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Analysis of two texts in terms of concrete and abstract language


The importance of abstract language in constructing academic texts can be shown by the following analysis of two passages of similar length on the same topic. The first is taken from a newspaper read by uneducated people, the Daily Mirror, the second from one read by educated people, the Guardian.




The Daily Mirror (13/03/95)


The father of cancer girl Little B told last night of the heart-breaking moment when she heard about her own case on the radio.


The 10-year-old leukaemia victim did not know SHE was the unnamed youngster denied treatment by the National Health Service.




But her heart went out to the girl in the news. She told her tearful dad: “I think they should give her the operation.”


Today the Daily Mirror launches the “B” Appeal for leukaemia research – and brave Little B begins her last battle for life. She has only a slim chance.


But her father told the Mirror: “I believe she can pull through.”


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The Daily Mirror today launches The B Appeal, named after the brave ten-year-old battling against leukaemia whom Harley street consultant Dr. Peter Gravett insisted in the Mirror on Saturday could be successfully treated.


The appeal is to raise cash for research into the potentially killer disease which affects boys and girls such as Little B.



The Guardian (13/03/1005)


“Name procedures we cannot afford”


The National Health Service should decide which types of treatment cannot be afforded from public funds. Sir Douglas Black, former chief scientist at the Department of Health, says today.


Britain should follow the lead of the American state of Oregon which has declared that more than one in six medical procedures will not be available at public cost, Sir Douglas says.


His comments, in an article criticising the Government’s NHS market policies, show that argument over the case for explicit health care rationing spans the spectrum of political and medical opinion.


Ministers have resisted pressure to “do an Oregon”. They say decisions must be left to doctors at local level, as in the current case of the 10-year-old leukaemia sufferer denied further treatment by Cambridge health authority.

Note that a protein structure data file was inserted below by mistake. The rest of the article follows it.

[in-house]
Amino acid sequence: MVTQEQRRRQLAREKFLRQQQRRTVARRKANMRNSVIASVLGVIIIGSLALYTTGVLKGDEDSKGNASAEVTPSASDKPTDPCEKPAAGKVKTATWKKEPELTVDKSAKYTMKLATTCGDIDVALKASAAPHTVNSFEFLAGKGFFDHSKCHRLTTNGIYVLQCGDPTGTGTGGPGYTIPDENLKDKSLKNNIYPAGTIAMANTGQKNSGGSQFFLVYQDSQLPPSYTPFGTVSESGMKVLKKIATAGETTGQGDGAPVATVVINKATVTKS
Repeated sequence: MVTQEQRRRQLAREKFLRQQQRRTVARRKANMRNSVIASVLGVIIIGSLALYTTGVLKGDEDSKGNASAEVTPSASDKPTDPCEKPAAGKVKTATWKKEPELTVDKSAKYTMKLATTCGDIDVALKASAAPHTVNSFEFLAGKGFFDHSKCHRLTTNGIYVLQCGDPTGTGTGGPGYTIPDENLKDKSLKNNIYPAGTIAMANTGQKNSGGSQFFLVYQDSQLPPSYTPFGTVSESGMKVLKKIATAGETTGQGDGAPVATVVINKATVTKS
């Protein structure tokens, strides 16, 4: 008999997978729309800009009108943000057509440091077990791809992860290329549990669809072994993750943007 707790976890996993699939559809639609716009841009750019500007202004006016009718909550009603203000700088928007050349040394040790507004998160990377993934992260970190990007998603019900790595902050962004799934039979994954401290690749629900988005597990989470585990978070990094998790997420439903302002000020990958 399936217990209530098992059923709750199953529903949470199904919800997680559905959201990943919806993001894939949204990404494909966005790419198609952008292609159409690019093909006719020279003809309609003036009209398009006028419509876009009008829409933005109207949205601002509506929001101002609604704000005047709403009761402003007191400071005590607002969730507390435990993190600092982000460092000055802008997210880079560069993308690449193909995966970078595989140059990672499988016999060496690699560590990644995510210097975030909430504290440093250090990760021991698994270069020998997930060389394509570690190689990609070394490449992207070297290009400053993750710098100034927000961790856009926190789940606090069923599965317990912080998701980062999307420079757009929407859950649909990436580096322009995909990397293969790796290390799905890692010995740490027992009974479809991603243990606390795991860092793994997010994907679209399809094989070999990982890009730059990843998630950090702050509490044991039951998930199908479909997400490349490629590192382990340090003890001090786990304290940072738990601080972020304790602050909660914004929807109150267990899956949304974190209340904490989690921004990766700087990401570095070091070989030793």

Sir Douglas says the rationing issue needs to be addressed because demand for health care is being driven by the ageing population, the links between high unemployment and ill-health, and the increasing scope and sophistication of available treatments.



  Mirror Guardian
Number of words 169 170
Concrete words 9 3
Nominalisations 16 36
Metaphor 6 9
Personification 6 5
Latin Roots 23 48
Greek roots 2 4



The most striking results of the comparison are:


  1. There are three times as many concrete nouns in the Mirror text as in the one from the Guardian.
  2. There are more than twice as many abstract words created by nominalisation in the text from the Guardian as in the one from the Mirror.
  3. There are more than twice as many words of Latin origin in the Guardian text as in the Mirror text.



Concrete nouns in Mirror text


father, girl, night, radio, dad, Little B, the…. ten-year-old, boys, girls


Concrete nouns in Guardian text


Sir Douglas Black, Britain, Oregon


Nominalisations in Mirror text


Abstract nouns made from verbs: moment, case, treatment, Nation(al), Health, Service, report, operation, research (2), battle, life, chance, Appeal (3)


Concrete nouns from verbs: consultant, killer

Concrete noun from adjective: youngster


Nominalisations in Guardian text


Abstract nouns from verbs: Nation(al) (2), Health (4), Service (2), types, treatment (3), funds, Department, state, procedures, cost, Government, argument, case  (2), rationing (2), spectrum, opinion, pressure, decisions, issue, demand care, population, link, unemployment, scope, sophistication


Concrete nouns from verbs:scientist, sufferer, doctors

Abstract noun from concrete noun: authority


Metaphors in Mirror text


cancer, victim, battle for life, a slim chance, she can pull through, battling


Personificationheart-breaking moment, denied treatment by the National Health service, her heart went out, The Daily Mirror launches (2), killer disease


Metaphors in Guardian text


market, spans the spectrum, resisted pressure, do an Oregon, level, current, issue, links, high (unemployment)


Personification: Britain should follow the lead, The National Health Service should decide, Oregon has declared, denied treatment by Cambridge Health Authority, being driven by the ageing population, the links between high unemployment and ill-health etc.